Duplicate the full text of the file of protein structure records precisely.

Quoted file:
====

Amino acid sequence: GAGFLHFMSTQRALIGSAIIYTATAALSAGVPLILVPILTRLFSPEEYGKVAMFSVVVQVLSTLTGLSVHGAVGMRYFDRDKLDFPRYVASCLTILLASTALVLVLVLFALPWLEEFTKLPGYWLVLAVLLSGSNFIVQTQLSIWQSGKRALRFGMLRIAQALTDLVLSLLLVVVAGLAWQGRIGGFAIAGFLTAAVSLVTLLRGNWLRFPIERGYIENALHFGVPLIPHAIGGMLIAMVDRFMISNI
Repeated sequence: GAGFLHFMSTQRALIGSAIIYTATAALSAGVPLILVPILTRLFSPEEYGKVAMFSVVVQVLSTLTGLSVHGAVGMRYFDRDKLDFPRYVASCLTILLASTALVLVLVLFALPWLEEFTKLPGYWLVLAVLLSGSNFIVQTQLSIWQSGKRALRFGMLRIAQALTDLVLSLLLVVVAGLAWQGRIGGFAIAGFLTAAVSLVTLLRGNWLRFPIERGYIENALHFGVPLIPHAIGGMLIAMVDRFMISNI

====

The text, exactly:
Amino acid sequence: GAGFLHFMSTQRALIGSAIIYTATAALSAGVPLILVPILTRLFSPEEYGKVAMFSVVVQVLSTLTGLSVHGAVGMRYFDRDKLDFPRYVASCLTILLASTALVLVLVLFALPWLEEFTKLPGYWLVLAVLLSGSNFIVQTQLSIWQSGKRALRFGMLRIAQALTDLVLSLLLVVVAGLAWQGRIGGFAIAGFLTAAVSLVTLLRGNWLRFPIERGYIENALHFGVPLIPHAIGGMLIAMVDRFMISNI
Repeated sequence: GAGFLHFMSTQRALIGSAIIYTATAALSAGVPLILVPILTRLFSPEEYGKVAMFSVVVQVLSTLTGLSVHGAVGMRYFDRDKLDFPRYVASCLTILLASTALVLVLVLFALPWLEEFTKLPGYWLVLAVLLSGSNFIVQTQLSIWQSGKRALRFGMLRIAQALTDLVLSLLLVVVAGLAWQGRIGGFAIAGFLTAAVSLVTLLRGNWLRFPIERGYIENALHFGVPLIPHAIGGMLIAMVDRFMISNI